Wendy's doubles reward for 'chili finger' info to US$100,000
Saturday, April 16, 2005
- "Wendy's Doubles Chili Finger Reward to $100,000" — Reuters, April 15, 2005
- Dan Reed. "Nevada woman's finger doesn't match one found in Wendy's chili" — San Jose Mercury News, April 15, 2005
- Kim Curtis, AP. "Mystery of Wendy's Chili Finger Deepens" — Guardian Unlimited, April 15, 2005
After a promising lead from Pahrump, Nevada failed to identify the owner of the notorious "chili finger", Wendy's doubled their reward on Friday to US$100,000.
Sandy Allman recently lost a finger in Pahrump, when a leopard bit it off. Allman's finger was last seen at a Las Vegas hospital. Coincidentally, Anna Ayala, the woman who found the 'chili finger', also lives in Las Vegas. However, when Allman's prints were sent to San Jose police, they didn't match.
"There is no connection," Sheriff Tony Demeo told the San Jose Mercury News.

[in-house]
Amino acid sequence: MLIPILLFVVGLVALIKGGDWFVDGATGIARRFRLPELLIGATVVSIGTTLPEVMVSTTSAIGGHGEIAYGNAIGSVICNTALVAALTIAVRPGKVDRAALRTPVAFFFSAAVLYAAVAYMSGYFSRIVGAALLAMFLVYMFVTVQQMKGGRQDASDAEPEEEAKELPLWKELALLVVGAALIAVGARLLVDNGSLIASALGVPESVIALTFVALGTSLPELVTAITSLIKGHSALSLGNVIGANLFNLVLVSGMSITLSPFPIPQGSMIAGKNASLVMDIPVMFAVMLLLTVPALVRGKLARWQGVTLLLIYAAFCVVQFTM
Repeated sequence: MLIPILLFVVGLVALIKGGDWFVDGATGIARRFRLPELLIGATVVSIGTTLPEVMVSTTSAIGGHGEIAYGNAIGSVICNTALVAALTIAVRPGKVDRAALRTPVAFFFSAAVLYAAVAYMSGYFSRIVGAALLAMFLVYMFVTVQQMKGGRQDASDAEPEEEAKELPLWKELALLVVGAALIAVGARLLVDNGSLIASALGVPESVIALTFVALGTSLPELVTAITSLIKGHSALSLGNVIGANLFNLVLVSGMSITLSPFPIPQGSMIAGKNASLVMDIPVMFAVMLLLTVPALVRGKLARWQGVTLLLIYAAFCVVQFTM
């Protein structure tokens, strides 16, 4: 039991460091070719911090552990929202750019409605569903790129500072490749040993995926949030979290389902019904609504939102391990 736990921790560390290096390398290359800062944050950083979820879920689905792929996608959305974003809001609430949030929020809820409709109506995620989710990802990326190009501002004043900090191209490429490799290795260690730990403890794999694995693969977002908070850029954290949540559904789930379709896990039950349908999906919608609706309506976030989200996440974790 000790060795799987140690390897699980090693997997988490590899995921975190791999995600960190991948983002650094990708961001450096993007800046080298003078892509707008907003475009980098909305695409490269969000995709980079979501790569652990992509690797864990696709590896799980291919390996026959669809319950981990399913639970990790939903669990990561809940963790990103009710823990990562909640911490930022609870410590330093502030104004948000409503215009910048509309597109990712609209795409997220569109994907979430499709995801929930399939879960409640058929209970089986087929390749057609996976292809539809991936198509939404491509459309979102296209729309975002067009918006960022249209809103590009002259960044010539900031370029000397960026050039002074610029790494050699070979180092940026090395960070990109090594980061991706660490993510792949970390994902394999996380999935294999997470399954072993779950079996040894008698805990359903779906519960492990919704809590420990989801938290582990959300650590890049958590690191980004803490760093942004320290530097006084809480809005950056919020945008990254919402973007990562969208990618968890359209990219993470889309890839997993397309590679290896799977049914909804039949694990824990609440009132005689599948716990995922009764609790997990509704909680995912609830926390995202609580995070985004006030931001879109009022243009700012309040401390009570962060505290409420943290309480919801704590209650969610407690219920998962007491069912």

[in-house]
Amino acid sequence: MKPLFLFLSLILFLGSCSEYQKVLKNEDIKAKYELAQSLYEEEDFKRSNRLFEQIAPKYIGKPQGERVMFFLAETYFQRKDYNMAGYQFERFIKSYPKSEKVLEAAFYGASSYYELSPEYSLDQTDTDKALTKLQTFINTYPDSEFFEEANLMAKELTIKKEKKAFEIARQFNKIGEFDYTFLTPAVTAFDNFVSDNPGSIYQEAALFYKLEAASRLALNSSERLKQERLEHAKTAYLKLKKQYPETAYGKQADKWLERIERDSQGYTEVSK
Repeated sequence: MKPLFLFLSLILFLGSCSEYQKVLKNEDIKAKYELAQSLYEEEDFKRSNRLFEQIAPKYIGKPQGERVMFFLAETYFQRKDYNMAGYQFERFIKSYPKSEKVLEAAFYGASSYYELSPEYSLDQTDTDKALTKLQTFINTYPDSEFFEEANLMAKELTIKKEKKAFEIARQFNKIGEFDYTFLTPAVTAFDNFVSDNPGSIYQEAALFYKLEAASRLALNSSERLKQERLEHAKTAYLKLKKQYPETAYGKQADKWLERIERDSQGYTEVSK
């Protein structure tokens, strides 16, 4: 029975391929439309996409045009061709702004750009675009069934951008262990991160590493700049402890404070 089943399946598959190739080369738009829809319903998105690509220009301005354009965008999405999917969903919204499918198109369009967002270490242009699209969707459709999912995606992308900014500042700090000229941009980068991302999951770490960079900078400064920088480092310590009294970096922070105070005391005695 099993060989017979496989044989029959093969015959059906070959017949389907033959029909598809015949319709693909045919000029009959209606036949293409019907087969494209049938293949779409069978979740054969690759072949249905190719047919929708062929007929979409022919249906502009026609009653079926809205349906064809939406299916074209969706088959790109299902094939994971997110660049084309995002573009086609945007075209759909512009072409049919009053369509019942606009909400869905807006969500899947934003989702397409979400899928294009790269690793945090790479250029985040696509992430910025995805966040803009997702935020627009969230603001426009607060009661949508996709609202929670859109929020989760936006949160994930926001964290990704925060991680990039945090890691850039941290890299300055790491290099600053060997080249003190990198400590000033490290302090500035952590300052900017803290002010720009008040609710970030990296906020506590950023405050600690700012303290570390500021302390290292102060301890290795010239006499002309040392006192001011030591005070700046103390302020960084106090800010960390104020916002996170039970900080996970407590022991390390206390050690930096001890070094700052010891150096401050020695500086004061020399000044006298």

Wendy's sales "down significantly"
"Our brand reputation has been affected nationally," Wendy's President and COO Tom Mueller said in a statement. "We are determined to find out what really happened in this incident," he continued.
The company revealed on Friday that employees had passed lie detector tests. Wendy's continues to claim that there is no evidence that the finger ever entered their supply chain, pointing to a lack of any accidents among the workers at their suppliers.
Wendy's tip line has received reports from across the United States, from "folks who either have lost a finger, or know somebody who lost a finger," San Jose police Sgt. Nick Muyo told the Associated Press.